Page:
Your point about the Bible is a bit of a stretch. I would say that God in His power should be able to deliver a message to humans that is not only infallible but also preserved perfectly. However, we should factor in that being able to do something doesn't mean that you will do it or that you have to do it. In the case of the Bible, not every single detail came directly from God, e.g. the details about the burial place of Moses and how the author states that it was unknown (that detail neither inspires nor teaches anything spiritual). Therefore, not all of Scripture is God's message, and furthermore, we should not expect flawless historical details.

We should only expect infallibility or truthfulness in the areas where the authors attributed their information to Divine revelation. It would be nice to know every single detail about God but I believe knowing His Laws, the Gospel, and some examples of good men or nations suffices for a BOOK that gets His main points across. The rest we can get from individual revelation.

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Post BBCode URL - Right click and save to clipboard to use later in post Post 17: Mon Jul 04, 2016 8:21 pm
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liamconnor wrote:

Popular attacks against the Bible point out discrepancies among the details.

But then, there are discrepancies in detail among other ancient historians: Plutarch, Josephus, Livy etc. etc.

Historians continue to use these works in order to reconstruct the history of Greece and Rome; and it seems that most members here trust those reconstructions.


But when a single discrepancy is found in the Bible, it is regarded as earth-shattering.

Should the contents of the bible be treated differently from the contents of any other ancient document? Should it be held to a higher standard for historical reliability?

Why? Why not apply the same methods of historical inquiry to it as to any other historical source?

In terms of history, I agree with your points. Even if the Bible claimed to be from God then we should still treat its purported historical details just as we would any other historical source.

If it's not infallible, then at best, that's a theological problem, but biblical errors (or errancy) are not a rational basis to dismiss the Bible entirely from a historical standpoint.

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Post BBCode URL - Right click and save to clipboard to use later in post Post 18: Mon Jul 04, 2016 8:48 pm
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liamconnor wrote:

Zzyzx wrote:

What parts have been shown to be historically accurate?


I am not convinced that you would know what it means for a thing to be "shown to be historically accurate?"

Condescending attitude noted. Try debating issues without personal remarks.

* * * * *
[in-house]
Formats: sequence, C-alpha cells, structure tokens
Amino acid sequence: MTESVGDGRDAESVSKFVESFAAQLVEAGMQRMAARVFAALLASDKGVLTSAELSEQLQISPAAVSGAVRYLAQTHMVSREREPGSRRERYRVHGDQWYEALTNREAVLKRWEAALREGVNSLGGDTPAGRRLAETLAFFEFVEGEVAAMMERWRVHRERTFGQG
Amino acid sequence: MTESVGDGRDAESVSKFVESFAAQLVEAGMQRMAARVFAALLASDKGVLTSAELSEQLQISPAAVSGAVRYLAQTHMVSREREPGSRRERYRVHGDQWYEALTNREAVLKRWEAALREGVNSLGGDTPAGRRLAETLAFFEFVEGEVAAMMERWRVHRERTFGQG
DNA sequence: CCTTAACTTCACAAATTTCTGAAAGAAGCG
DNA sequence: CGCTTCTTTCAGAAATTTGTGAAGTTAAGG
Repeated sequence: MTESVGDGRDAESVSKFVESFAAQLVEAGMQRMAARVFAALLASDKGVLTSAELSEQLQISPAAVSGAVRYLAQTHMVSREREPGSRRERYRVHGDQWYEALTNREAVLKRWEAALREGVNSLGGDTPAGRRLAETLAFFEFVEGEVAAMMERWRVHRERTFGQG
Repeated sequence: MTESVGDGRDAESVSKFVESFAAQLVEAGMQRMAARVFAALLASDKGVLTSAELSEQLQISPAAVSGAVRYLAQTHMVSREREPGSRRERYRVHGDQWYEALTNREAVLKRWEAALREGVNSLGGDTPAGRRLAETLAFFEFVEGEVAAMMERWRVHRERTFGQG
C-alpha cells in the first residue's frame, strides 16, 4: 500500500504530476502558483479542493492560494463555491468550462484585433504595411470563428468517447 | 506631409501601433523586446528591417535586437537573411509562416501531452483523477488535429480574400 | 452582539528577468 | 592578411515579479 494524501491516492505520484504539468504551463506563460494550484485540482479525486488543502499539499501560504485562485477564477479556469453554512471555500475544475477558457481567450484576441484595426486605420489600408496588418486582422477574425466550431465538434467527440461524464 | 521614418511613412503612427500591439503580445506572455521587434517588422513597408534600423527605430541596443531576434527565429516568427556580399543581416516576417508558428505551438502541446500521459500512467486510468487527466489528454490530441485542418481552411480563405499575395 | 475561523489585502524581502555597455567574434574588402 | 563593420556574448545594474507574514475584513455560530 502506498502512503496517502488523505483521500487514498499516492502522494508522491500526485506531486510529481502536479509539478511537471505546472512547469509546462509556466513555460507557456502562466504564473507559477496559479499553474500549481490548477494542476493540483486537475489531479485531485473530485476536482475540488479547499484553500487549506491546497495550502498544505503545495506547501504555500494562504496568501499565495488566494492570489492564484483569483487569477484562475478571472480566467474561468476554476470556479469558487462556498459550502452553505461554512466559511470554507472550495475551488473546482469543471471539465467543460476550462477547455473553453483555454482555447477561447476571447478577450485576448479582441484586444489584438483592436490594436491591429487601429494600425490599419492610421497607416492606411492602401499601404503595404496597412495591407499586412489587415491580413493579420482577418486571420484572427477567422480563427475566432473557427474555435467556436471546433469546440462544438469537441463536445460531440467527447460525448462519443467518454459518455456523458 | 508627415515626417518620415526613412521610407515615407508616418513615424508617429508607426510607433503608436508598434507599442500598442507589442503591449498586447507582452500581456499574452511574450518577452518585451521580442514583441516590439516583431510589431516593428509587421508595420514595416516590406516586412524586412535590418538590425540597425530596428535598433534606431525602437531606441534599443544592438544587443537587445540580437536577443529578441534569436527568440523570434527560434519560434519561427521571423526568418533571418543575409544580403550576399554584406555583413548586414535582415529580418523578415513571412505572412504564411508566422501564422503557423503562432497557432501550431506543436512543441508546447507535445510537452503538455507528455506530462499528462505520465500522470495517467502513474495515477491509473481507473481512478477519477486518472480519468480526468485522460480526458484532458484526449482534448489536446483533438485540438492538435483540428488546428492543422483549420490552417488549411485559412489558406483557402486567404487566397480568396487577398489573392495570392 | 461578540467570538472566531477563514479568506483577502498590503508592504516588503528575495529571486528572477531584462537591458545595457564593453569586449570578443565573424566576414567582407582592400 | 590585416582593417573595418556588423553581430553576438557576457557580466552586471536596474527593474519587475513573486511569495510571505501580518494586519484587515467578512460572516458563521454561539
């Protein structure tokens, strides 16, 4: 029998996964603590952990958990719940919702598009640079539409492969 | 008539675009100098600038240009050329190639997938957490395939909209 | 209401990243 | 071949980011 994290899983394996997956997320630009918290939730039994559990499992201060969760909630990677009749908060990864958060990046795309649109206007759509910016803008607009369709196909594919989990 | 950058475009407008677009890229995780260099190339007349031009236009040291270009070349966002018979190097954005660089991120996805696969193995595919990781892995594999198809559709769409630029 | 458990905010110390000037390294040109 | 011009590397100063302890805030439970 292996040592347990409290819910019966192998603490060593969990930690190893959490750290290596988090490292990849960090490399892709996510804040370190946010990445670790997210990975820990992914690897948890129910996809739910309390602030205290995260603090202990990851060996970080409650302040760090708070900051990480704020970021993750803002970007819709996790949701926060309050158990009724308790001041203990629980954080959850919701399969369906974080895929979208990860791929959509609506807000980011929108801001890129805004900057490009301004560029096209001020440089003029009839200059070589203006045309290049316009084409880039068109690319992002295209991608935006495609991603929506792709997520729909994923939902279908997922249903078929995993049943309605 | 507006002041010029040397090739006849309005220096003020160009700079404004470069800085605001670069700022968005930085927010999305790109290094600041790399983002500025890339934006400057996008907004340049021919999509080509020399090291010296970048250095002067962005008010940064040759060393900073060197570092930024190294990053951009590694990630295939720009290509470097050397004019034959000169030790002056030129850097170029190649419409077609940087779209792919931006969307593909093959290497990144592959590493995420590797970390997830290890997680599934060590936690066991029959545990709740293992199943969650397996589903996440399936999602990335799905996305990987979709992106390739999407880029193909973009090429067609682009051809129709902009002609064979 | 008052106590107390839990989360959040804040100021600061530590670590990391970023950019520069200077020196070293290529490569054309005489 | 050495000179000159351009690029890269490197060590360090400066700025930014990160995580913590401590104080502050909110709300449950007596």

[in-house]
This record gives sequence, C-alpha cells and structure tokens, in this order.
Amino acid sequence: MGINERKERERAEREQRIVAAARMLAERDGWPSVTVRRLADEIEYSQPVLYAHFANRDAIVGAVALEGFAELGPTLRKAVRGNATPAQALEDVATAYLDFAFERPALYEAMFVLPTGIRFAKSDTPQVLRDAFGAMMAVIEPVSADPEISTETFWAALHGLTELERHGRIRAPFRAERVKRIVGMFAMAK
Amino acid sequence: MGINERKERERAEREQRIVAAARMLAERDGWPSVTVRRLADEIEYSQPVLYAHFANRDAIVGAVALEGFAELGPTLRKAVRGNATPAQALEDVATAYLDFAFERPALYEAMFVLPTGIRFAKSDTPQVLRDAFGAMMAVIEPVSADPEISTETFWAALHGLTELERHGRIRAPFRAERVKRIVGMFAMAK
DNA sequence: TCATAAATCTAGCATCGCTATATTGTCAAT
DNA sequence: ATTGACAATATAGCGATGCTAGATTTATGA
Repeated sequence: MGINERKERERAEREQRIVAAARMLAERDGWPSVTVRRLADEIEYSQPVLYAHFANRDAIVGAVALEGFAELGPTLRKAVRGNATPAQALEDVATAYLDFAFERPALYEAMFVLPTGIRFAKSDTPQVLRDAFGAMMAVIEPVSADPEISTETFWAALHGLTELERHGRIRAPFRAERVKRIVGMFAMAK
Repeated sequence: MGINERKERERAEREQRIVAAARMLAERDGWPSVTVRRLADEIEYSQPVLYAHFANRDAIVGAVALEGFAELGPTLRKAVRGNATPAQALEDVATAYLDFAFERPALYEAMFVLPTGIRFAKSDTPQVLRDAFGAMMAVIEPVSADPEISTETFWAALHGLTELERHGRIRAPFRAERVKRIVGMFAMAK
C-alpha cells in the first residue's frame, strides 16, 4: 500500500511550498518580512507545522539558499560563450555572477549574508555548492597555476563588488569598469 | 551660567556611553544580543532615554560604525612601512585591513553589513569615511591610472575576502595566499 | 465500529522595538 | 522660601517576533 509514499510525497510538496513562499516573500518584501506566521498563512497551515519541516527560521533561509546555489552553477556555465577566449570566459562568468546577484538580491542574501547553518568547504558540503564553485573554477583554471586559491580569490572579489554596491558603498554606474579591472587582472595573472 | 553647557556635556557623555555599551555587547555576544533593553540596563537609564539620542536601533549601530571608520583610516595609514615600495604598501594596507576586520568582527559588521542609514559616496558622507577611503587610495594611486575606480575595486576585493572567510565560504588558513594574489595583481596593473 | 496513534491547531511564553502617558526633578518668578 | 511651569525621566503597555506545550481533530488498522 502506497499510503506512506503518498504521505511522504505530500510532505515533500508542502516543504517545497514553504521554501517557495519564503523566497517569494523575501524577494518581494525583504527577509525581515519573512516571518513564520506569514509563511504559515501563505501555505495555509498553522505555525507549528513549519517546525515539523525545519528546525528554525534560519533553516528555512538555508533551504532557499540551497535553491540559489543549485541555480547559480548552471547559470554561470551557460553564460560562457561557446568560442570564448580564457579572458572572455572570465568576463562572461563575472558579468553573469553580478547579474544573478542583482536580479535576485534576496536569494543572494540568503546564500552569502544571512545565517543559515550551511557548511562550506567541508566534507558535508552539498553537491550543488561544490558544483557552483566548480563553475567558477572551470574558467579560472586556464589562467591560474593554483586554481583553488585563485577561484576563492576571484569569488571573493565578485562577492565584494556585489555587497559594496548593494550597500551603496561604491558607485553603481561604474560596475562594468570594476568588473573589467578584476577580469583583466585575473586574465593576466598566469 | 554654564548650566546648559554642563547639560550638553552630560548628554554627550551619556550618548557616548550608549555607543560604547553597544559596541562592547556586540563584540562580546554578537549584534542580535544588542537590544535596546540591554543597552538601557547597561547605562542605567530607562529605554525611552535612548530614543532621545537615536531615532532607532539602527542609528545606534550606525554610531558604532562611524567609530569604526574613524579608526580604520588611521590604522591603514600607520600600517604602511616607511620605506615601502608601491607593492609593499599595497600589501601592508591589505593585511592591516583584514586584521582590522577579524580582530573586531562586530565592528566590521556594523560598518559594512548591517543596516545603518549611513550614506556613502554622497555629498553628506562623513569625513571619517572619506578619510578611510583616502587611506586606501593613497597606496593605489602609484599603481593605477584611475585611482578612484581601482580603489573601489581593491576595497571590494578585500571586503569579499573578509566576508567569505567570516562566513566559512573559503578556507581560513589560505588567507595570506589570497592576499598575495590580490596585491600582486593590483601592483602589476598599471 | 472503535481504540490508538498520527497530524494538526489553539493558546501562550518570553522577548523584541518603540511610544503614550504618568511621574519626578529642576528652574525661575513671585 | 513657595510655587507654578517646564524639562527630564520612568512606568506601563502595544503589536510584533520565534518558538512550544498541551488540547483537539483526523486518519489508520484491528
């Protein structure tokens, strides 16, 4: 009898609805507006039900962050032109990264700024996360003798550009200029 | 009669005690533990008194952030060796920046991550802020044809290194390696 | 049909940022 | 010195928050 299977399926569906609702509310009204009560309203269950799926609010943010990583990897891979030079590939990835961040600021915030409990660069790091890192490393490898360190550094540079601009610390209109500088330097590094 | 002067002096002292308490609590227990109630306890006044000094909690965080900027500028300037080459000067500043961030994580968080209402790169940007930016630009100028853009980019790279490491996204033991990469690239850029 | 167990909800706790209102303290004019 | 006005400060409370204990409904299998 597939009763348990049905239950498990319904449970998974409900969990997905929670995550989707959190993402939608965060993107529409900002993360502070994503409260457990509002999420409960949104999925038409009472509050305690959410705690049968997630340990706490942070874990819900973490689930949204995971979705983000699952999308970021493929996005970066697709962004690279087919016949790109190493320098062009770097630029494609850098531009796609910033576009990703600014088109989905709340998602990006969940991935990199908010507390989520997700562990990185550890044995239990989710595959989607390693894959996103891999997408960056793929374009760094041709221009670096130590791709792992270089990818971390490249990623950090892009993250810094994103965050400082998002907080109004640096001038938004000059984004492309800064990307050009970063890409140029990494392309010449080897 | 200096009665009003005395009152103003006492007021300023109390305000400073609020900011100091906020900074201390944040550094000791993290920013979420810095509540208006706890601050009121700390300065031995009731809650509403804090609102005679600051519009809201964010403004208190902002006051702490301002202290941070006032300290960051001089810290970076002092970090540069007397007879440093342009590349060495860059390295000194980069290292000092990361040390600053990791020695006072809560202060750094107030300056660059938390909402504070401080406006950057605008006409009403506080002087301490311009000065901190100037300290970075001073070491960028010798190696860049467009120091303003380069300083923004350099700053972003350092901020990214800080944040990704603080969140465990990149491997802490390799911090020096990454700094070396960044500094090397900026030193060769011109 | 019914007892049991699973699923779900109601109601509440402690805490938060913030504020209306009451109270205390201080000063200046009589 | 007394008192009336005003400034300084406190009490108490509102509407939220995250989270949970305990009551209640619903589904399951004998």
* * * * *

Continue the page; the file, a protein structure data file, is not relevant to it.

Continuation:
liamconnor wrote:

History achieves various degrees of certainty.

Here are some historical propositions that have been deemed highly probable by historians of the topic:

The list agrees generally with what I have said repeatedly: A Jesus-like character lived 2000 years ago, took up being a wandering preacher after influence of John the Baptist, agitated against Jewish and Roman officials, did not last long, was executed.

So what? There were evidently a lot of wandering preachers and wannabe messiahs in that era.

I dispute the claim that Joseph of Arimethea is accepted as an historical figure. He is mentioned nowhere other than the Bible tales and his town of residence is not known to have existed (is a matter of speculation).

I doubt that the Character's name was Jesus.

liamconnor wrote:

(you will note, none of these invoke the supernatural--there is nothing supernatural about people claiming something supernatural).

Unless the miracle and divinity tales are shown to be true, Jesus (whatever his name might have been) is just one of scores or hundreds. Nothing special.

liamconnor wrote:

Zzyzx wrote:

It should not EXCEPT if it makes "higher" claims -- regarding supernatural entities and events. Then it should be examined with the same standards that are applied to similar tales in ancient (or modern) texts.


What standards are those? I am not aware of any agreed canon on investigating supernatural claims.

Could it be that NO supernatural stories are taken seriously enough for there to be any formal standards for examination?

I am unaware of ANY claims of supernatural characters and events reported in ancient (or modern) literature that are considered to be anything more than myths, legends, fables, folklore, etc. Can you cite exceptions?

liamconnor wrote:

Zzyzx wrote:

Notice that "historians" generally regard supernatural tales as mythology, legend, fable. Are there exceptions in which supernatural tales elsewhere are regarded as literal truth? Are any texts accepted by historians generally as "divinely inspired"?


Are you asking me whether there are historians who believe in the supernatural? Or are you asking me whether there are supernatural events which all historians confirm?

Careful reading of the question yields: “Notice that "historians" generally regard supernatural tales as mythology, legend, fable. Are there exceptions in which supernatural tales elsewhere are regarded as literal truth? Are any texts accepted by historians generally as "divinely inspired"?”

How can that be warped enough to be misconstrued as “Are you asking me whether there are historians who believe in the supernatural?”

If I wanted to ask that I would have done so. I do not feel any need to play word games.